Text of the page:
• STT 861, 875
    • A minimum of 18 credits at the 800 level or above.
    • First-year graduate students must attend a minimum of 7 seminars from the graduate seminar series. All live sessions are recorded and are made available for students to watch later if they are unable to attend the live sessions.

Graduate Electrical and Computer Engineering Course Descriptions


Note: Not all courses are available every semester. Contact an Admission Counselor for more information on course availability and to discuss your desired academic plan.

A hands-on introduction to autonomous vehicles (AVs) with topics including applications for road-going AVs, perception, connectivity, neural networks, and challenges to AV deployment including cybersecurity and human factors. Students will gain familiarity with Robotic Operating System (ROS), sensors (IMUs, LIDAR, cameras, RADAR, and SONAR), perception (localization, mapping, object recognition and tracking, and sensor fusion), simulation, and decision making (path planning, prediction, obstacle avoidance). Participants will complete individual assignments to build ROS skills and work in teams of three or four to develop or evaluate an AV technology. Course deliverables include a submission-ready conference paper, two team presentations (one identifying problems /opportunities, and one presenting and evaluating your own solution or surveying the state-of-the-art in solving that problem), and a live demonstration.
Prerequisite: ECE 410
Advanced topics in digital integrated circuit design. Design specifications: functionality, performance, reliability, manufacturability, testability, cost. Standard cells. Design-rule checking. Circuit extraction, simulation, verification. Team-based design.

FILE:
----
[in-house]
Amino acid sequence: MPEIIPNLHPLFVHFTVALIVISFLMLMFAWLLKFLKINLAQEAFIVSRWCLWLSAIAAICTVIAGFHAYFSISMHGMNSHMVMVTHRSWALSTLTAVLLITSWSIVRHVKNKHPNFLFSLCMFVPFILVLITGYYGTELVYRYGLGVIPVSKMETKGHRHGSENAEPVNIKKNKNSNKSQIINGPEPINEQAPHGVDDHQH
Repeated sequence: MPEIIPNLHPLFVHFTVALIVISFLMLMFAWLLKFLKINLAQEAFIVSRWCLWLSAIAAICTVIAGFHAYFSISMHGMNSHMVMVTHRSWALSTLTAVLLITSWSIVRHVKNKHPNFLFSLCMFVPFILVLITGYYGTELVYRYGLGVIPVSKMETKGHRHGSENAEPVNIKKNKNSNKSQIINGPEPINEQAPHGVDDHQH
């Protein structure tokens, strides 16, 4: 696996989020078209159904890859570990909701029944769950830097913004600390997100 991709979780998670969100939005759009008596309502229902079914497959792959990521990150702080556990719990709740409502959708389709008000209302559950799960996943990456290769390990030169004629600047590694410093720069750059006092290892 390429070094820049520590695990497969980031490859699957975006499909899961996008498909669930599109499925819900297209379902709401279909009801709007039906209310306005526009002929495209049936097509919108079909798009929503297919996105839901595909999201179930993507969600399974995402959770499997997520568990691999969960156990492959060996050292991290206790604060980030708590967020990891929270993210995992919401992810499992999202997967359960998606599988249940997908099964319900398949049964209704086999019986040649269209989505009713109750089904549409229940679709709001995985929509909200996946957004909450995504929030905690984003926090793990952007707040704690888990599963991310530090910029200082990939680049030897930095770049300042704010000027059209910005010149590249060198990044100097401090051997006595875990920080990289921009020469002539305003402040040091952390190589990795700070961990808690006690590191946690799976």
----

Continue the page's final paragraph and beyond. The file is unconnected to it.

Robot modeling, kinematics, dynamics, trajectory planning, programming, sensors, controller design.
Operation planning of power systems including load flow, unit commitment, production cost methods. On line operation and control including automatic generation control, economic dispatch, security assessment, state estimation.
This course focuses on distributed-analysis and design of microwave and millimeter wave circuits and systems. Topics include review of Maxwell’s equations and application of EM for component and circuit design, network analysis, review of high frequency semiconductor devices, waveguides and transmission lines, wave propagation, couplers, filters, phase shifters, isolators, detectors and mixers, amplifiers, oscillators, device and system noise analysis, systems packaging, calibration and S-parameter measurements.